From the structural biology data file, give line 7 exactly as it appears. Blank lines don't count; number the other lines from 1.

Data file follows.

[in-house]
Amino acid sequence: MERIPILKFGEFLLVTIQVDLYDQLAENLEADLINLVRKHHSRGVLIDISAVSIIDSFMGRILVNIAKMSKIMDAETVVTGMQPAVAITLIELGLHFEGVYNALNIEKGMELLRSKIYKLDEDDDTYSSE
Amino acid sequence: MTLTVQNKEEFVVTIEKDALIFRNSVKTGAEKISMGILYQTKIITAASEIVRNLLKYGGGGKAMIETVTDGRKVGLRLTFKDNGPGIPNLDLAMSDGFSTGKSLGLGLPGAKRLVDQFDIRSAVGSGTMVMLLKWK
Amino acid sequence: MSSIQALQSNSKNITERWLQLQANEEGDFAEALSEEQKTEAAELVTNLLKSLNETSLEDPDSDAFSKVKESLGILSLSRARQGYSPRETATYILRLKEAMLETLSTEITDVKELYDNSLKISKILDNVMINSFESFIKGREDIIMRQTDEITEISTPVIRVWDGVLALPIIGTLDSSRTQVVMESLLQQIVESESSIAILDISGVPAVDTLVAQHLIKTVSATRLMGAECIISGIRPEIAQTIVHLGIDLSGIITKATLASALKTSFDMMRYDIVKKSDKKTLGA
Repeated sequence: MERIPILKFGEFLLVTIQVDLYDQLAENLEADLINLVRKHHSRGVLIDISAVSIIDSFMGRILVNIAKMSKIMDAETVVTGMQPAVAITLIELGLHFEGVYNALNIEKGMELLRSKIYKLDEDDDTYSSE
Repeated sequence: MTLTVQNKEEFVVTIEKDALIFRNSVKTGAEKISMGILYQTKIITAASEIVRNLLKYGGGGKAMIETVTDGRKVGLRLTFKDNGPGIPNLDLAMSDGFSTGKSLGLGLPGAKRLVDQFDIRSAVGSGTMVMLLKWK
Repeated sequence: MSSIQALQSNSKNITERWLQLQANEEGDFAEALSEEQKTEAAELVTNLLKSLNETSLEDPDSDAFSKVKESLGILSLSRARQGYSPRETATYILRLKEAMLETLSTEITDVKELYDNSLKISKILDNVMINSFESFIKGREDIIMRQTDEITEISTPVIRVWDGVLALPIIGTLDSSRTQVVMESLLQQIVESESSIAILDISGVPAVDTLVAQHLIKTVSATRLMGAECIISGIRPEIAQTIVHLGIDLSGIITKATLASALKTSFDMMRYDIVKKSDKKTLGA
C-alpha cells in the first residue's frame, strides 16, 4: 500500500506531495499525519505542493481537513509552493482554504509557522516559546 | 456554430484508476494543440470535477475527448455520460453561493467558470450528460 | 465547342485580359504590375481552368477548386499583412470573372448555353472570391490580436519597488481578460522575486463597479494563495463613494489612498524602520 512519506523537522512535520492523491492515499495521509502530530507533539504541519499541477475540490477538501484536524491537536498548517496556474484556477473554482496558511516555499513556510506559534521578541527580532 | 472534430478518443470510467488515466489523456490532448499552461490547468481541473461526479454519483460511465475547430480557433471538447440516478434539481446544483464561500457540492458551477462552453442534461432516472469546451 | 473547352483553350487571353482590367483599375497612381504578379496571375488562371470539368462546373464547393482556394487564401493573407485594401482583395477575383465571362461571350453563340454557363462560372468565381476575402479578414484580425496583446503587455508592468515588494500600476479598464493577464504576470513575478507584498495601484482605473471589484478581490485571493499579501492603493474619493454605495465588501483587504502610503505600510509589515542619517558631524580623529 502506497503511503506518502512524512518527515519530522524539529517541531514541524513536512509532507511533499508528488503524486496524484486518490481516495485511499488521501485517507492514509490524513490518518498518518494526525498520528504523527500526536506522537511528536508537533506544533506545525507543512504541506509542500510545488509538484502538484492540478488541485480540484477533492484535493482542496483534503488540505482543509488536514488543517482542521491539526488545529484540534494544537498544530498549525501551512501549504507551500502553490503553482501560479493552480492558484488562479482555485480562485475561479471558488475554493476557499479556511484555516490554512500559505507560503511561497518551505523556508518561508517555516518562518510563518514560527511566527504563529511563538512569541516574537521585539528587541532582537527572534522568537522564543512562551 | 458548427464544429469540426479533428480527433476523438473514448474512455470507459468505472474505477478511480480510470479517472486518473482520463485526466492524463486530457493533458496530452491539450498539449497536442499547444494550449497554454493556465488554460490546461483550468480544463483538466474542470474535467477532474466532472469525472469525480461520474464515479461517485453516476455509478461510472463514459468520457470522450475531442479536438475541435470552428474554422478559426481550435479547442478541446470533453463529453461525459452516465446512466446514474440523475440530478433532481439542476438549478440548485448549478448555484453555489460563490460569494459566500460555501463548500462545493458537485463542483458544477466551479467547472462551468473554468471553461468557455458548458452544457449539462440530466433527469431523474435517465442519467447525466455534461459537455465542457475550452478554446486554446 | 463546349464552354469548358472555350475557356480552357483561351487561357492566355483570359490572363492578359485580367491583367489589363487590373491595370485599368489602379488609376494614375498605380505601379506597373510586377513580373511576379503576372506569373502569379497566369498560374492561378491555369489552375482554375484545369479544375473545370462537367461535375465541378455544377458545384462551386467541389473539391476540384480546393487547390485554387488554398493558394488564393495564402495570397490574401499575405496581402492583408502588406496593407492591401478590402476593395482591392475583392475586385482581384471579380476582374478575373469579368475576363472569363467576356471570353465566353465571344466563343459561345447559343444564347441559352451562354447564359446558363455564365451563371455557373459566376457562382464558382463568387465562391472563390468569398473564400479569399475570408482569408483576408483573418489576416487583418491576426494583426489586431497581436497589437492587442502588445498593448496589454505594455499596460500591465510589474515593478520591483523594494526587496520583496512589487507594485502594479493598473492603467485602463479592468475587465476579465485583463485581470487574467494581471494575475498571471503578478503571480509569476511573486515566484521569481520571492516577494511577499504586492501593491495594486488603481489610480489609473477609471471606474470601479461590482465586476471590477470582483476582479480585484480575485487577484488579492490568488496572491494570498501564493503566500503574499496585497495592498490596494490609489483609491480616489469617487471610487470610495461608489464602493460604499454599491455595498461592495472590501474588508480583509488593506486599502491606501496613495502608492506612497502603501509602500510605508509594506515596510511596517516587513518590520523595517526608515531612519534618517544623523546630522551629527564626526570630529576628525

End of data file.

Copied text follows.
Repeated sequence: MSSIQALQSNSKNITERWLQLQANEEGDFAEALSEEQKTEAAELVTNLLKSLNETSLEDPDSDAFSKVKESLGILSLSRARQGYSPRETATYILRLKEAMLETLSTEITDVKELYDNSLKISKILDNVMINSFESFIKGREDIIMRQTDEITEISTPVIRVWDGVLALPIIGTLDSSRTQVVMESLLQQIVESESSIAILDISGVPAVDTLVAQHLIKTVSATRLMGAECIISGIRPEIAQTIVHLGIDLSGIITKATLASALKTSFDMMRYDIVKKSDKKTLGA